(All Album Reviews by gsk42)
Jim Como: lead vocal, percussion (tune and untuned)
Bryan Howe: organs, celeste
Ryche Chlanda: guitars, devices, vocals
Frank Petto: pianos, ARP 2600, mellotron, electric strings, sequencer, vocals
Martyn Biling: bass, 12-string, bass pedals
Audacious debut by these very talented American symphonic rockers, who freely and accurately quoted from everyone imaginable. Another unique calling card of this release was the production and musician (sax and flute) credits going to none other than Ian McDonald of King Crimson yore (he would also assist on Fruupp’s Modern Masquerades). The group’s inspiration arrives from Genesis and Van Der Graaf Generator foremost and also heard, to a lesser but notable extent, elements of King Crimson in their tonal palette or even Yes in some of the vocal harmonies. But, alas, it is their undeniable ability to distill these varied influences into a distinctive brew that is instructive to note. Sure, on the opening piece, “Les Cathedrals”, we can hear a shameless quote from VDGG’s “Pawn Hearts”, but, that aside, the sheer scope of their output goes well beyond easy comparison and defies such convenient typecasting for the passive listener. Keyboard players Howe and Petto counterpoint and groove together with exacting precision, often serving a complementary function or guiding forces to the musical whole, thereby aiding the product as orchestrators or as soloists. Similarly, the guitar work is meticulous but not, as we too often observe, aptly described by comparisons to the greats of the genre.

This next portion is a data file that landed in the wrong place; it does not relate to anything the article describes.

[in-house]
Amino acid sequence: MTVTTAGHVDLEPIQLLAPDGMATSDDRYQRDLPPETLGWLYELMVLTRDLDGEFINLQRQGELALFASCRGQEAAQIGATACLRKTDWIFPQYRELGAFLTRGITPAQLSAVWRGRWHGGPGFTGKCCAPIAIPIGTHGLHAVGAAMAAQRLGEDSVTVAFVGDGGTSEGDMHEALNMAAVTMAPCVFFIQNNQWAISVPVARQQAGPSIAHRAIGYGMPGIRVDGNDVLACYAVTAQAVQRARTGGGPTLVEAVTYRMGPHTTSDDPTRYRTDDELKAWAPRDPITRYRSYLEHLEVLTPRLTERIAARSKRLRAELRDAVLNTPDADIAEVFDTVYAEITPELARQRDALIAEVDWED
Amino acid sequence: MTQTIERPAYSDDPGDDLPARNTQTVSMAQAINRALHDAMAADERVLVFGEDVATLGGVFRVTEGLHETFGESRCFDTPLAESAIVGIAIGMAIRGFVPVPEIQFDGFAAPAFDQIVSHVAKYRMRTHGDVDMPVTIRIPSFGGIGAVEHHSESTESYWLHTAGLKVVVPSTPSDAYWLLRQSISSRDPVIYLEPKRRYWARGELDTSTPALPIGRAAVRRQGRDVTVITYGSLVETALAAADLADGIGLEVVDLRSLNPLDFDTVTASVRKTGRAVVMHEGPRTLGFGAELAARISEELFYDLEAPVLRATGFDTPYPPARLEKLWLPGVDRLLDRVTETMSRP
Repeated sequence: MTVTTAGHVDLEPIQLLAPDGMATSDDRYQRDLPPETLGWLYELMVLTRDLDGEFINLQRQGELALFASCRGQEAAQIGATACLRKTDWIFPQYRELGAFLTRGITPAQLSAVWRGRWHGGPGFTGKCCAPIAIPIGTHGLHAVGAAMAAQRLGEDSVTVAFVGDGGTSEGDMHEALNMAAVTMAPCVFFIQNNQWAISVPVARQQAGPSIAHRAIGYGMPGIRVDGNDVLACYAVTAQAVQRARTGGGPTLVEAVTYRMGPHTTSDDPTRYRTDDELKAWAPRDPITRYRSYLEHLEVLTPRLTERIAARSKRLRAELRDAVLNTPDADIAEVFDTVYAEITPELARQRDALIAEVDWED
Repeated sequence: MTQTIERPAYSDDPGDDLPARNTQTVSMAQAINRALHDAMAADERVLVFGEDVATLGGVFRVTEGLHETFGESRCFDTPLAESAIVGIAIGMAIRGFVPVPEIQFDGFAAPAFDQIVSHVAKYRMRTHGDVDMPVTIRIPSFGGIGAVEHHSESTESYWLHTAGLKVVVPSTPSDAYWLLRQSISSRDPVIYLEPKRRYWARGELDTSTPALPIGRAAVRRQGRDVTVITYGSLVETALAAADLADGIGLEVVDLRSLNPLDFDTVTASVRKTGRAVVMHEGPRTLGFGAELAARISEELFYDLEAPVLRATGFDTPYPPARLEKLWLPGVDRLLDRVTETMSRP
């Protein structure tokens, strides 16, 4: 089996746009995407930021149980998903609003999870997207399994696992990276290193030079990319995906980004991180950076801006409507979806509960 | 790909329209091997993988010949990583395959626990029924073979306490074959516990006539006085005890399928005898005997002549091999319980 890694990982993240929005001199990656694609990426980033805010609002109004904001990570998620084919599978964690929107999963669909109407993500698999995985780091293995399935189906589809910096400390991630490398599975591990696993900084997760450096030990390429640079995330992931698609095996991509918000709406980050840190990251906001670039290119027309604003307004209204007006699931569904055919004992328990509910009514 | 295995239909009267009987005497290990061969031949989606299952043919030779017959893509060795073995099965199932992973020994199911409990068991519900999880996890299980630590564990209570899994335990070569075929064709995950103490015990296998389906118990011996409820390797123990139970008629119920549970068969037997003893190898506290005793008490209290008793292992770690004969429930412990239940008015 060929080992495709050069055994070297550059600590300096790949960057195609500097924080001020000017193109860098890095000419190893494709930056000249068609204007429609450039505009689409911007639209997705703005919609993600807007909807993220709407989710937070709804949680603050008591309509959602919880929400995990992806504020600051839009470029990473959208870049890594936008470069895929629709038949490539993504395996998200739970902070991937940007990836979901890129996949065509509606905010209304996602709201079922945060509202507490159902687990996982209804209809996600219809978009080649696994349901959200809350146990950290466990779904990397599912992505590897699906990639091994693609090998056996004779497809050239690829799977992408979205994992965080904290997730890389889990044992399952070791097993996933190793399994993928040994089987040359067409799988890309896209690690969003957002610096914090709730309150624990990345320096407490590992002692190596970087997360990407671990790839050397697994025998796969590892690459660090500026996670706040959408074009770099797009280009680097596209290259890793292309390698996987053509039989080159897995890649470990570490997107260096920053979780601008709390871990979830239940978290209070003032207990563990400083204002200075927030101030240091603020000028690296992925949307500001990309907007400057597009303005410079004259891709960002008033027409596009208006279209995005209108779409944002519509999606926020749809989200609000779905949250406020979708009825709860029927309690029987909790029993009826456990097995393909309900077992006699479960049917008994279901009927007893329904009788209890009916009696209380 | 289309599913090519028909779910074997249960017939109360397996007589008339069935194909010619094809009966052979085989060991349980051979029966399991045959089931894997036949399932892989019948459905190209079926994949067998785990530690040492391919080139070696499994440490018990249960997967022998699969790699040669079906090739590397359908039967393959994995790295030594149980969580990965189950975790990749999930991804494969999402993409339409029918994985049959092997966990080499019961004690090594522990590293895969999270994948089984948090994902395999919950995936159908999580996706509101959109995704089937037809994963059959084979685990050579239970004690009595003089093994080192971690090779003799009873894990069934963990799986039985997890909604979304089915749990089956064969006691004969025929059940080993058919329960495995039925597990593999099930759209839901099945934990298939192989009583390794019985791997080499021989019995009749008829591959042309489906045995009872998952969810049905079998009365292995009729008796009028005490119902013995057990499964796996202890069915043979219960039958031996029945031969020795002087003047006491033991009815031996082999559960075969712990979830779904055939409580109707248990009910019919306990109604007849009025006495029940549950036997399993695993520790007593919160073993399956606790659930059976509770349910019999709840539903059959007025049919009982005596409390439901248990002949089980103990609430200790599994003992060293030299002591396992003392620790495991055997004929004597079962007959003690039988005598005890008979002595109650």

These traits are in evidence not on only the aforementioned piece, but also on the witty “Centurion” and fiery “The Fireballet”. In a moment of repose, if only to show their soft, reflective side, “Atmospheres” is redolent of Genesis’ Tresspass in its pastoral beauty, laden with limpid mellotron and acoustic guitar and, yes, even a bit of affected Gabriel thrown in for good measure. The show-stopper is, oh yes, the epic title-cut, with its quotations of Mussorgsky and DeBussy, appearing as signposts to ensemble explorations of a considerable pedigree. Here, and elsewhere, the breadth of the outpouring is amazing – from keyboard romping to delicate passages of sax or flute to ensemble activity. The anguished vocals, albeit reserved for only a few transitions, call to mind a certain Peter Hammill. This is a work, a totally inspired effort, not to be ignored. One of America’s better ones!
The excitement that was so apparent in Night On Bald Mountain was regretfully extinguished by the altogether more patchy Two Too the following year, sorry to say. If its dreadful cover did not raise a skeptical eyebrow or two, certainly the uneven and hackneyed approach should have. An obscure reissue surfaced and disappeared just as quickly a few years ago, which included the entirety of Night .. and half of their dismal follow-up. For those who exalt over the symphonic rock style, delivered with an artistic skill and awash in musical complexity, this is one to be included in your 'heavy rotation'.